Provocative Terrorism and the Muslim World

Encouraging provocative terrorism in the disguise of freedom of expression is a cure too little, too late.

Charlie-Hebdo-terrorism

People waiting for the new issue of satirical French weekly Charlie Hebdo at a kiosk in Nice. Credit: Reuters

The recent spate of terrorism in France, the first of its kind since World War II, has shaken the Western world by foundations which left behind 12 dead and the whole of French nation under serious trauma.

This is not the end. France is more vulnerable; in fact, the entire West is vulnerable to certain terrorist assault not from aliens, but from within unless the very basics that catalyze terrorism cease to exist.

The extension of one’s rights is consequently the encroachment on the rights of the others. No right is justified to strike on the sentiments and feelings of the others no matter how conservative or orthodox those sentiments may be.

The recent attack on Charlie Hebdo is highly condemnable. No sensible man supports the cold-blooded massacre, but the syndrome is yet prone to foster the disease into a massive religious campaign. The attacks have spearheaded a worldwide lure to read the magazine to trace the causes of the massacre which will end up infuriating more people with more extremism.

The quick and extraordinary precautions like spreading ten thousand army personnel across the country to thwart further attacks and the “Million March” to demonstrate solidarity against such terrorism hailed by 40 countries around the world will fail if Charlie Hebdo once again comes up with a new version of satire about Islamic figures like prophet Muhammad (PBUH) which the magazine staff has already promised to publish with unprecedented circulation.

Encouraging provocative terrorism in the disguise of freedom of expression while waging war on the reactionary forces is a cure too little, too late. Terrorism is a consequential action. Terrorism cannot be exterminated as long as the origins of terrorism live in the society.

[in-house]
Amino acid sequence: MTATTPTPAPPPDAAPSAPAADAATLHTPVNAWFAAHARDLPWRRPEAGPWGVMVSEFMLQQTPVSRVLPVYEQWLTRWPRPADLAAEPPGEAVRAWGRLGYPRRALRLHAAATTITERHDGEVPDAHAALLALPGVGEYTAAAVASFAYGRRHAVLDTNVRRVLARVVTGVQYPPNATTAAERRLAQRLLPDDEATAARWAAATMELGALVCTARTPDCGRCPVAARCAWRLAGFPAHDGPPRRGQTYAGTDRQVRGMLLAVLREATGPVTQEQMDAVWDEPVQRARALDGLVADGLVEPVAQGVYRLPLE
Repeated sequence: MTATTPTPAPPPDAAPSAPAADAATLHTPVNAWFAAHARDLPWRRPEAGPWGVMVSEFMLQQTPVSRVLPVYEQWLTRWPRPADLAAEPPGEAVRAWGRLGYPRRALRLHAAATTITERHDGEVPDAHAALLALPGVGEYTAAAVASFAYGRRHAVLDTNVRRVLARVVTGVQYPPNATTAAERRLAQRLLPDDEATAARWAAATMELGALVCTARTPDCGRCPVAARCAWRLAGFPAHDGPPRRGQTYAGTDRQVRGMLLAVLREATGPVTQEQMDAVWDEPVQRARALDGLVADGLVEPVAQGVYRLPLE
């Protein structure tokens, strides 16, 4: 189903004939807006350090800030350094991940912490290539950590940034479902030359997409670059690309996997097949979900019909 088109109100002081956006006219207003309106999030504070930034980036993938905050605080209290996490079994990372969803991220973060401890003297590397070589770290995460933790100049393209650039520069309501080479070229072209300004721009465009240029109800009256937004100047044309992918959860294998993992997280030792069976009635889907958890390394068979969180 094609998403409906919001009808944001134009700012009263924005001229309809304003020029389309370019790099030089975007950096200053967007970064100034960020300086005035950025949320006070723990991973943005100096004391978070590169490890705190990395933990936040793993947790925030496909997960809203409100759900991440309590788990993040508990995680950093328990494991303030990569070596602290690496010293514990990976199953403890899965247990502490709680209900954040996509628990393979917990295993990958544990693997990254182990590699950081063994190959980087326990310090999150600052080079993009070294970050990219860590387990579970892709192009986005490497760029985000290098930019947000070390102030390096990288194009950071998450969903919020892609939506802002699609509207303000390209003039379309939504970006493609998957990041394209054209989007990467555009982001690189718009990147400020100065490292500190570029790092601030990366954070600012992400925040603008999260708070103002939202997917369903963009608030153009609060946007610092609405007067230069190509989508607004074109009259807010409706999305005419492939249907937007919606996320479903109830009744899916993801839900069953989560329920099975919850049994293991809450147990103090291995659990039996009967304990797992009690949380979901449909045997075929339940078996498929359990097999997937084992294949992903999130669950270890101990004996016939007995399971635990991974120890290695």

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If Charlie Hebdo had not pinched Muslims’ feelings with satirical insulting publications, the ensuing attacks would never have happened. Terrorism does not just happen; it is provoked. The war on terror and military offensives cannot eliminate terrorist attacks amid ever encouraged freedom of expression (the freedom of expression is more like the freedom to provoking terrorism).

It is time the world wage war against provocative terrorism, time to modify the definition of freedom of expression and to curtail the publications of religious satire. Provocative literature has done enough damage to social bonds where the indigenous Muslims in the West are held skeptical for every misdeed and to the Westerns in the third world where they are ill-treated for what the harbingers of provocative terrorism do in the Western media.

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Jameel-ur-Rehman Zaib is a visiting lecturer at Preston University Islamabad, Pakistan. Read other articles by Jameel.